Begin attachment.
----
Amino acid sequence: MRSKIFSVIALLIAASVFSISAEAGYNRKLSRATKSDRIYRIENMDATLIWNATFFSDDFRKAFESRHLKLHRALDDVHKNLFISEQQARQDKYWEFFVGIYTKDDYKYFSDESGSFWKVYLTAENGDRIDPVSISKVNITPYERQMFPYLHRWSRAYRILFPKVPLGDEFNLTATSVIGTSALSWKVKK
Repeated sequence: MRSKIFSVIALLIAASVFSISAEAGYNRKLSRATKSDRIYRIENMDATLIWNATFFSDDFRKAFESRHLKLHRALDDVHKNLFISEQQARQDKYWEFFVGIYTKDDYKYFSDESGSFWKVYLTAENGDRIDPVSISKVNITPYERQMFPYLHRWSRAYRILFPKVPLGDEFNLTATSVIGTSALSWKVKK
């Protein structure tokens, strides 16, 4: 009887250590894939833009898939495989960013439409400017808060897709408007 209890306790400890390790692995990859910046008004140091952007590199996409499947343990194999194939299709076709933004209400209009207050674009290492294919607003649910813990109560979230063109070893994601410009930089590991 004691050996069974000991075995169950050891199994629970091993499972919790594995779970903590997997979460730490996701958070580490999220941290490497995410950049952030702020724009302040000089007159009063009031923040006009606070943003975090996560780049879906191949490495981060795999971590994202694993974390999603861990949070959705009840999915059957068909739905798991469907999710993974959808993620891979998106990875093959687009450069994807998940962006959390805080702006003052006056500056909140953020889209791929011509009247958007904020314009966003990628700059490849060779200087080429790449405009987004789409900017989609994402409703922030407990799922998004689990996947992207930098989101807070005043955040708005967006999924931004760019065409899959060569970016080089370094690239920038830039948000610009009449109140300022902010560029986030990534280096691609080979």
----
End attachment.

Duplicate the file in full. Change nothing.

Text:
Amino acid sequence: MRSKIFSVIALLIAASVFSISAEAGYNRKLSRATKSDRIYRIENMDATLIWNATFFSDDFRKAFESRHLKLHRALDDVHKNLFISEQQARQDKYWEFFVGIYTKDDYKYFSDESGSFWKVYLTAENGDRIDPVSISKVNITPYERQMFPYLHRWSRAYRILFPKVPLGDEFNLTATSVIGTSALSWKVKK
Repeated sequence: MRSKIFSVIALLIAASVFSISAEAGYNRKLSRATKSDRIYRIENMDATLIWNATFFSDDFRKAFESRHLKLHRALDDVHKNLFISEQQARQDKYWEFFVGIYTKDDYKYFSDESGSFWKVYLTAENGDRIDPVSISKVNITPYERQMFPYLHRWSRAYRILFPKVPLGDEFNLTATSVIGTSALSWKVKK
């Protein structure tokens, strides 16, 4: 009887250590894939833009898939495989960013439409400017808060897709408007 209890306790400890390790692995990859910046008004140091952007590199996409499947343990194999194939299709076709933004209400209009207050674009290492294919607003649910813990109560979230063109070893994601410009930089590991 004691050996069974000991075995169950050891199994629970091993499972919790594995779970903590997997979460730490996701958070580490999220941290490497995410950049952030702020724009302040000089007159009063009031923040006009606070943003975090996560780049879906191949490495981060795999971590994202694993974390999603861990949070959705009840999915059957068909739905798991469907999710993974959808993620891979998106990875093959687009450069994807998940962006959390805080702006003052006056500056909140953020889209791929011509009247958007904020314009966003990628700059490849060779200087080429790449405009987004789409900017989609994402409703922030407990799922998004689990996947992207930098989101807070005043955040708005967006999924931004760019065409899959060569970016080089370094690239920038830039948000610009009449109140300022902010560029986030990534280096691609080979």